Results for 'Proteomics'

31 found
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  1.  1
    Towards Cracking the Epigenetic Code Using a Combination of High‐Throughput Epigenomics and Quantitative Mass Spectrometry‐Based Proteomics.Hendrik G. Stunnenberg & Michiel Vermeulen - 2011 - Bioessays 33 (7):547-551.
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  2.  5
    Proteomics and Beyond : A Report on the 3rd Annual Spring Workshop of the HUPO-PSI 21-23 April 2006, San Francisco, CA, USA. [REVIEW]Sandra Orchard, Rolf Apweiler, Robert Barkovich, Dawn Field, John S. Garavelli, David Horn, Andy Jones, Philip Jones, Randall Julian, Ruth McNally, Jason Nerothin, Norman Paton, Angel Pizarro, Sean Seymour, Chris Taylor, Stefan Wiemann & Henning Hermjakob - unknown
    The theme of the third annual Spring workshop of the HUPO-PSI was proteomics and beyond and its underlying goal was to reach beyond the boundaries of the proteomics community to interact with groups working on the similar issues of developing interchange standards and minimal reporting requirements. Significant developments in many of the HUPO-PSI XML interchange formats, minimal reporting requirements and accompanying controlled vocabularies were reported, with many of these now feeding into the broader efforts of the Functional Genomics (...)
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  3.  18
    Functional Genomics Studied by Proteomics.Bent Honoré, Morten Østergaard & Henrik Vorum - 2004 - Bioessays 26 (8):901-915.
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  4.  11
    Information-Theoretic Biodescriptors for Proteomics Maps: Development and Applications in Predictive Toxicology.Subhash C. Basak, Brian D. Gute & Frank Witzmann - 2005 - Complexity 1:2.
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  5.  4
    The Dictionary of Genomics, Transcriptomics, and Proteomics.Miguel A. Andrade‐Navarro - 2009 - Bioessays 31 (12):1367-1369.
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  6.  3
    Book Review: Proteins and Proteomics: A Laboratory Manual and Purifying Proteins for Proteomics: A Laboratory Manual. [REVIEW]K. K. Jain - 2004 - Bioessays 26 (12):1366-1367.
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  7. Proteomics Enhances Evolutionary and Functional Analysis of Reproductive Proteins.Geoffrey D. Findlay & Willie J. Swanson - 2010 - Bioessays 32 (1):26-36.
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  8. Towards a Proteomics Meta-Classification.Anand Kumar & Barry Smith - 2004 - In IEEE Fourth Symposium on Bioinformatics and Bioengineering, Taichung, Taiwan. IEEE Press. pp. 419–427.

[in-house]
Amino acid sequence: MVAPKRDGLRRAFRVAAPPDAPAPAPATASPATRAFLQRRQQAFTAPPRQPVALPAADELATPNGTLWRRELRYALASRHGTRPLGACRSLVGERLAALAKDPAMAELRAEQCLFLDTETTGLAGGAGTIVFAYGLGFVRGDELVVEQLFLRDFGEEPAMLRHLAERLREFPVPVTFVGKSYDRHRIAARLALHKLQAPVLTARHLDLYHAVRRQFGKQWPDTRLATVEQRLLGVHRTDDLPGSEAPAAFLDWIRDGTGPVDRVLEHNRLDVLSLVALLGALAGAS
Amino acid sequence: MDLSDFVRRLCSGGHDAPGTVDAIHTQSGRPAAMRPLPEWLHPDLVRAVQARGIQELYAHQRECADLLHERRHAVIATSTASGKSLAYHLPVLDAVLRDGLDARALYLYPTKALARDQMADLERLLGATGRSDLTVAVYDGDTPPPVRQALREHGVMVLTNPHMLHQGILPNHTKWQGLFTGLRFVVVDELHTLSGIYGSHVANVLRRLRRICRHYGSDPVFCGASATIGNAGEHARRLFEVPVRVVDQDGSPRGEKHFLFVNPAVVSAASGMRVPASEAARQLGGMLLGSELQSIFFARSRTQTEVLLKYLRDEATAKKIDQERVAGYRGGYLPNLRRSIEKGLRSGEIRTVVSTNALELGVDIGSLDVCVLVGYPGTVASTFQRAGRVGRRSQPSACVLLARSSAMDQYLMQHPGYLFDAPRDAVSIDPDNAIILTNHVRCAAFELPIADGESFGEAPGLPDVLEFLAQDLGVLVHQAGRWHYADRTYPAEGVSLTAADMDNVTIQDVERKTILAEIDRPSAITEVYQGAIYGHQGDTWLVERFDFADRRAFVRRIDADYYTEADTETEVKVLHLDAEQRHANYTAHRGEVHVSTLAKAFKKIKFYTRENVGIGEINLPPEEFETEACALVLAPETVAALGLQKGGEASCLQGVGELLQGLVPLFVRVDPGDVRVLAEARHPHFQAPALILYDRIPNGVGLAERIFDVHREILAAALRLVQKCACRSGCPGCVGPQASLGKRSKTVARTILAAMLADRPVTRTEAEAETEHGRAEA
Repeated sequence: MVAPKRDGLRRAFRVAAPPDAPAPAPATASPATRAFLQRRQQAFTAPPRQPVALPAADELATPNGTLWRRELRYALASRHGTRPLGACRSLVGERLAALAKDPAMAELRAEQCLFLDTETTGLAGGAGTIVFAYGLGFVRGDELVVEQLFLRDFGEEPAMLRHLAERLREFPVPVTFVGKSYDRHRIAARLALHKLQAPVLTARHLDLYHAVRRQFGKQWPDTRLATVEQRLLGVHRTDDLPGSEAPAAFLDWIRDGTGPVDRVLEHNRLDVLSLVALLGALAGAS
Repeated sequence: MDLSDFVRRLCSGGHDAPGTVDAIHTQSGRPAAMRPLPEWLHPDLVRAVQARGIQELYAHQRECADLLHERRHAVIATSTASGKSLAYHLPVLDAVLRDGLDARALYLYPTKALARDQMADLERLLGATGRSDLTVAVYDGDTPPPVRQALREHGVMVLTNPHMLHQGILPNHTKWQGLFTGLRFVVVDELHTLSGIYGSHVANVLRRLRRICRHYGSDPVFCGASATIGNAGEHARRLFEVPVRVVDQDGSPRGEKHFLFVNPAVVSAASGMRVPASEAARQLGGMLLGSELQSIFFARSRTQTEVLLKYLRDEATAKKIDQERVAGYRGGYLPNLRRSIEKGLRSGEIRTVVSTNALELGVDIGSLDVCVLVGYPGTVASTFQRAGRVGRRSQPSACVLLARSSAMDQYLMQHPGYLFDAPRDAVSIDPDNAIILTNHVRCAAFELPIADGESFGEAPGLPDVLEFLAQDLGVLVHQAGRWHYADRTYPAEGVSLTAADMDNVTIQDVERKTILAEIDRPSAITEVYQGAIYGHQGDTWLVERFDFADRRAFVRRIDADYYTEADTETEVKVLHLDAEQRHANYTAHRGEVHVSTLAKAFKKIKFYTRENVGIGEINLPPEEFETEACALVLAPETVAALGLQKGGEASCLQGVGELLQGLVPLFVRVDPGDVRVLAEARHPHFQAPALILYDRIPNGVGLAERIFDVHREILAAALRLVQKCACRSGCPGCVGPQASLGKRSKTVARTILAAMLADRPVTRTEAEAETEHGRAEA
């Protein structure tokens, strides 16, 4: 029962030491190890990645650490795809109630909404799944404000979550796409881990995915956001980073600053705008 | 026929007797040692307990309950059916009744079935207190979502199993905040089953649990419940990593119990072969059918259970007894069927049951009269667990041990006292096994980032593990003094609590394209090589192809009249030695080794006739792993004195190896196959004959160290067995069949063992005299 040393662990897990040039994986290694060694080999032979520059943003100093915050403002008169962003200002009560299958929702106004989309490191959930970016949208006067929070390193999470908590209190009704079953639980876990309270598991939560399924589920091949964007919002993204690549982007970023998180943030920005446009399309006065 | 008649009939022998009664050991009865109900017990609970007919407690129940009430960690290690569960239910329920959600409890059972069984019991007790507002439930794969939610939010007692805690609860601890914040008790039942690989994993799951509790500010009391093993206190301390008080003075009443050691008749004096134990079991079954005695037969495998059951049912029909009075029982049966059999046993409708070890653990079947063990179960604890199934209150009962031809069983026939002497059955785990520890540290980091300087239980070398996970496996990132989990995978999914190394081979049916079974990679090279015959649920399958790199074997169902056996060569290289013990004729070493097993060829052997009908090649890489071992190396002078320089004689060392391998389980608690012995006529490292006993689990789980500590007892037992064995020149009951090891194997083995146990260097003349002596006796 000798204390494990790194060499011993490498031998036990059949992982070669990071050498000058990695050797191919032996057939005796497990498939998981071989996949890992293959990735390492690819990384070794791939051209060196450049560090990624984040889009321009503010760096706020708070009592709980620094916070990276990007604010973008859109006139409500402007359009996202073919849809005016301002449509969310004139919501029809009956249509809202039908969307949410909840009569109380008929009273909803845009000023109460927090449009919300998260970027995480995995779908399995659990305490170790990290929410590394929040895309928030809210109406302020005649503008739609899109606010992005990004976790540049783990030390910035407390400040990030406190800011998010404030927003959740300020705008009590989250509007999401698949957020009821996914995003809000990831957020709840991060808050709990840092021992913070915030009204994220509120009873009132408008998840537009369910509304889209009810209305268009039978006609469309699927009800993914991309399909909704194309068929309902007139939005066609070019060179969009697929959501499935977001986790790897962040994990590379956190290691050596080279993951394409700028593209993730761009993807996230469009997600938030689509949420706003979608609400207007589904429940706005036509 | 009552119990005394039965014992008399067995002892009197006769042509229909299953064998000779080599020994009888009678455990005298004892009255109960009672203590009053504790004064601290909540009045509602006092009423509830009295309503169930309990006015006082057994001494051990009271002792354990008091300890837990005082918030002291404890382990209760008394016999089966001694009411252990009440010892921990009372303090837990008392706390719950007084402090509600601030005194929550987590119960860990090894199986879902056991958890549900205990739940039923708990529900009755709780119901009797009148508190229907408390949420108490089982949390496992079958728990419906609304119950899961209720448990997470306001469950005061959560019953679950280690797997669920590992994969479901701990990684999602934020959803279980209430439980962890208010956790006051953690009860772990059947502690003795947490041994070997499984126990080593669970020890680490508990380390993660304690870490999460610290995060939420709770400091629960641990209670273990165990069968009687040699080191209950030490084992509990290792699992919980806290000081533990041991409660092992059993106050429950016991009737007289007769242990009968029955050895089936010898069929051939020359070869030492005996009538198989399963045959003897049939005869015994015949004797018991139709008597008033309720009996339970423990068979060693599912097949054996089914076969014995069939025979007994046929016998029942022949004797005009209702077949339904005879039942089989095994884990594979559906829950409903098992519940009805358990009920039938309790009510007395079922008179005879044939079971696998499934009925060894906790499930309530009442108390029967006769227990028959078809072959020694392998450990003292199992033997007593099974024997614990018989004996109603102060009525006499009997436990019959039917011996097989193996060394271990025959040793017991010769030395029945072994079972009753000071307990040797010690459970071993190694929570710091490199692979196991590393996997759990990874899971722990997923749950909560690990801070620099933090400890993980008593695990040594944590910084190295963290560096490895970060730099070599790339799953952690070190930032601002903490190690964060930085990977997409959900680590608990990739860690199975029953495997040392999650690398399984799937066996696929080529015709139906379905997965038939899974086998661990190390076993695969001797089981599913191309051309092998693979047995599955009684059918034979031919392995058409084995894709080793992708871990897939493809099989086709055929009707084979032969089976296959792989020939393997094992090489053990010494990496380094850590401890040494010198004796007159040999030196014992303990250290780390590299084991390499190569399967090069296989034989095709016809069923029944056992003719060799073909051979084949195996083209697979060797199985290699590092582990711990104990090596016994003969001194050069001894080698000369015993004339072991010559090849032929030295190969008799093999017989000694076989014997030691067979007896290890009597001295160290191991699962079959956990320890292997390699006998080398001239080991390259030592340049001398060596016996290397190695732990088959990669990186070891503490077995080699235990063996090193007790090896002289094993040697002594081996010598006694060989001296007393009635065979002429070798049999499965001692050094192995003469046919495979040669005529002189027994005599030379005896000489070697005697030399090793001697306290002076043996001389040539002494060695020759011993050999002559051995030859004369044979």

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  9. Encyclopedia of Genetics, Genomics, Proteomics and Bioinformatics.Schulze-Kremer Steffen & Smith Barry - 2005 - Wiley.
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  10. Encyclopedia of Genetics, Genomics, Proteomics and Bioinformatics, Vol. 4.Schulze-Kremer Steffen & Smith Barry - 2005 - Wiley.
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  11. Protein Ontology: A Controlled Structured Network of Protein Entities.A. Natale Darren, N. Arighi Cecilia, A. Blake Judith, J. Bult Carol, R. Christie Karen, Cowart Julie, D’Eustachio Peter, D. Diehl Alexander, J. Drabkin Harold, Helfer Olivia, Barry Smith & Others - 2013 - Nucleic Acids Research 42 (1):D415-21..
    The Protein Ontology (PRO; http://proconsortium.org) formally defines protein entities and explicitly represents their major forms and interrelations. Protein entities represented in PRO corresponding to single amino acid chains are categorized by level of specificity into family, gene, sequence and modification metaclasses, and there is a separate metaclass for protein complexes. All metaclasses also have organism-specific derivatives. PRO complements established sequence databases such as UniProtKB, and interoperates with other biomedical and biological ontologies such as the Gene Ontology (GO). PRO relates to (...)
     
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  12.  29
    Data Without Models Merging with Models Without Data.Ulrich Krohs & Werner Callebaut - 2007 - In Fred C. Boogerd, Frank J. Bruggeman, Jan-Hendrik S. Hofmeyr & Hans V. Westerhoff (eds.), Systems Biology: Philosophical Foundations. Elsevier. pp. 181--213.
    Systems biology is largely tributary to genomics and other “omic” disciplines that generate vast amounts of structural data. “Omics”, however, lack a theoretical framework that would allow using these data sets as such (rather than just tiny bits that are extracted by advanced data-mining techniques) to build explanatory models that help understand physiological processes. Systems biology provides such a framework by adding a dynamic dimension to merely structural “omics”. It makes use of bottom-up and top-down models. The former are based (...)